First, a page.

Samaritans receive record number of people contacting them, figures reveal

Charity recieved more than 5.7 million calls to the helpline in 2016 -  an increase of nearly 300,000 on the previous year

Figures reveal some 5,703,830 calls were taken by the Samaritans last year in the UK and Republic of Ireland, compared with 5,404,331 in 2015
Figures reveal some 5,703,830 calls were taken by the Samaritans last year in the UK and Republic of Ireland, compared with 5,404,331 in 2015

A record number of people contacted the Samaritans for help last year, new figures reveal.

The charity said it received more than 5.7 million calls to the helpline in 2016 - an increase of nearly 300,000 on the previous year. The figures were released to coincide with the start of Volunteers' Week.

Some of these calls were preventing suicides, said Ruth Sutherland, Samaritans' chief executive, who emphasised the importance of calls to the charity being free of charge.

“Suicide is complex but it's also an inequality issue and a number of factors, including deprivation, can put you at increased risk," she said. "Even two pence a minute was enough to deter some callers, which is why we were determined to make all calls to Samaritans free."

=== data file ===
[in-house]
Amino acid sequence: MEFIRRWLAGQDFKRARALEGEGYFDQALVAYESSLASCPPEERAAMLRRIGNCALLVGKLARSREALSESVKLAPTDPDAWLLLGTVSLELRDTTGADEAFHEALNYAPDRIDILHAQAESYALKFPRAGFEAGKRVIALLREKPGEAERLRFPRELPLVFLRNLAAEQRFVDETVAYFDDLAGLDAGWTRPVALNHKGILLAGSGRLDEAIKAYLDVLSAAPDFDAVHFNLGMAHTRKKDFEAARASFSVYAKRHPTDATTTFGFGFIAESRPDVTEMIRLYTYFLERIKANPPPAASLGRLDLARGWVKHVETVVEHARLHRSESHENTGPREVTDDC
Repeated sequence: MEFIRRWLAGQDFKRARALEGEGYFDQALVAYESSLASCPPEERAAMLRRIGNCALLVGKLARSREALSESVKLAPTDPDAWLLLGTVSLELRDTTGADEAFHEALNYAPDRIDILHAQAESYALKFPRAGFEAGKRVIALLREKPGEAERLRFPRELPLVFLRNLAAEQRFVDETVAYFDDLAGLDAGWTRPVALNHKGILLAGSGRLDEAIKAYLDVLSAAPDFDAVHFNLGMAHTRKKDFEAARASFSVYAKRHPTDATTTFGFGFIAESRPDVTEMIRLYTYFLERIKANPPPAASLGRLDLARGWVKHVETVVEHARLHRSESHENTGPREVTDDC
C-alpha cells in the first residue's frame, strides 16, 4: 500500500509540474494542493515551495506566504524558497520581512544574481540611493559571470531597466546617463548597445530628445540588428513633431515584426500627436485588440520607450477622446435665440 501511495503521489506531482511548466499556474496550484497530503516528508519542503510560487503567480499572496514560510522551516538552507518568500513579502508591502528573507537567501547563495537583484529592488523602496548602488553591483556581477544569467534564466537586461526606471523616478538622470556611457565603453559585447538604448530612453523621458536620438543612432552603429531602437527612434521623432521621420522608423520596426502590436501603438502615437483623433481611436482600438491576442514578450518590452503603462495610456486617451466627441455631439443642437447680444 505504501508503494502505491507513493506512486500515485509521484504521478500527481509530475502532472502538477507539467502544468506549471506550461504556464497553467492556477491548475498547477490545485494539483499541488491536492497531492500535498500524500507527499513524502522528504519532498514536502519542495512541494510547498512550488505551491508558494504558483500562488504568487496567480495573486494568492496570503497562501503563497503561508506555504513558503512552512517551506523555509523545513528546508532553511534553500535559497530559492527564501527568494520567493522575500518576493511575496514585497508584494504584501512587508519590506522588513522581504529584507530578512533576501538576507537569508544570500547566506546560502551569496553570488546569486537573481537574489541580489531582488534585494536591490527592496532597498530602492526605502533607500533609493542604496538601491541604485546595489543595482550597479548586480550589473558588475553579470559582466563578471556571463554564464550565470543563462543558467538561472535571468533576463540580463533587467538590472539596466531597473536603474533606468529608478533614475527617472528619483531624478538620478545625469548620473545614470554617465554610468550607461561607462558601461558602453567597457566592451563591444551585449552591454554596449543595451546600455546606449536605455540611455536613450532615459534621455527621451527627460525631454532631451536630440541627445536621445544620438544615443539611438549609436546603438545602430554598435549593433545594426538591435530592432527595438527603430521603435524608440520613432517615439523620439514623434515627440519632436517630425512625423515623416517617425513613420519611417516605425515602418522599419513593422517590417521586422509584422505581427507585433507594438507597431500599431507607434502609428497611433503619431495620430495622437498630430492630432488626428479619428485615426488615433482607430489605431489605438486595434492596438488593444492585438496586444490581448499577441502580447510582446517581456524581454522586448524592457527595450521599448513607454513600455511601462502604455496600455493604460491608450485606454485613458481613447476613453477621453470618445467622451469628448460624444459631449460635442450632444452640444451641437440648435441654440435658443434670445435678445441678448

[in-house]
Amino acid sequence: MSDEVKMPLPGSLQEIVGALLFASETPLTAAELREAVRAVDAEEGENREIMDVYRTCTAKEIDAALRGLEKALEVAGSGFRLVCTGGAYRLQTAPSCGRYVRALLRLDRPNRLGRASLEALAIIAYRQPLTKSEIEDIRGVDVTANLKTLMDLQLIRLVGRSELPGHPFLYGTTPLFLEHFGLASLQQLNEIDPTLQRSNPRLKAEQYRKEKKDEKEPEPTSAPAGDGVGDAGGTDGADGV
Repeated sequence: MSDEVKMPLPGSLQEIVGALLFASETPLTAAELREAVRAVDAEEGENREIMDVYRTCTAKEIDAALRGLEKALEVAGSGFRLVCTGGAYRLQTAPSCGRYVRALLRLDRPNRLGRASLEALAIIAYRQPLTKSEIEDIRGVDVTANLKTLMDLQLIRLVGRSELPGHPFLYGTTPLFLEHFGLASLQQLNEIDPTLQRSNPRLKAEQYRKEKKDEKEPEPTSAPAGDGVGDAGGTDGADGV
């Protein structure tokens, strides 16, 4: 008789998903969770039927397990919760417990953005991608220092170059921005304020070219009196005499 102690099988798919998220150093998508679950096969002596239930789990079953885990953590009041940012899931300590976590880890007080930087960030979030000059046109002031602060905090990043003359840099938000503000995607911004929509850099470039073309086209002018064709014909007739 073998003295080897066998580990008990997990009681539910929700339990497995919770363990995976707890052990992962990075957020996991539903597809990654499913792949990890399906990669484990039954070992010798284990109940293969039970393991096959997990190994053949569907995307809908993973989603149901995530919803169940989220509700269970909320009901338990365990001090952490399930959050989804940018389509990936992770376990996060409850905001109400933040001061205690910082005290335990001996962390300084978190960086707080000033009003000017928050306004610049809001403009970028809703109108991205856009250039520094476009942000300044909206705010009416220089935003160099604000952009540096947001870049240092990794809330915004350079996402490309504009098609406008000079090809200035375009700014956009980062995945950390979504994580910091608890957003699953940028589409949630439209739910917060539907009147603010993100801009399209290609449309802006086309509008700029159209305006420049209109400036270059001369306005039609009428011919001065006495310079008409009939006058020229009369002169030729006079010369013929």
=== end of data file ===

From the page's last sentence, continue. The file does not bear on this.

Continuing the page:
She added: ”These figures show our volunteers are making the difference by being there for increasing numbers of people, but we're just one part of the equation.“

The figures come shortly after it was revealed that nearly half (48 per cent) of public sector workers and a third (32 per cent) of those in the private sector, took time off for mental health reasons in 2016.

Ms Sutherland called on candidates from all parties in the upcoming general election, to put suicide prevention high on the agenda if they enter parliament. She said that suicide is “preventable” and that “everyone has a role to play from politicians, parents and health workers to employers, businesses and the media."

The Prime Minister pledged in January that the Government would take action to tackle the “stigma” around mental health problems, and the Conservatives have identified mental health as a “burning injustice” in their manifesto.

But the Conservative Party has been attacked for not pledging any extra funding for mental health services, which doctors and campaigners say have been struggling due to local authority cuts and increasing demand.

The Samaritans' free confidential helpline was launched in autumn 2015 and has been credited by the organisation for the rise in those seeking help.

You can contact the Samaritans by calling them for free from any phone for free on 116 123, email jo@samaritans.org or visit www.samaritans.org to find details of your nearest branch.

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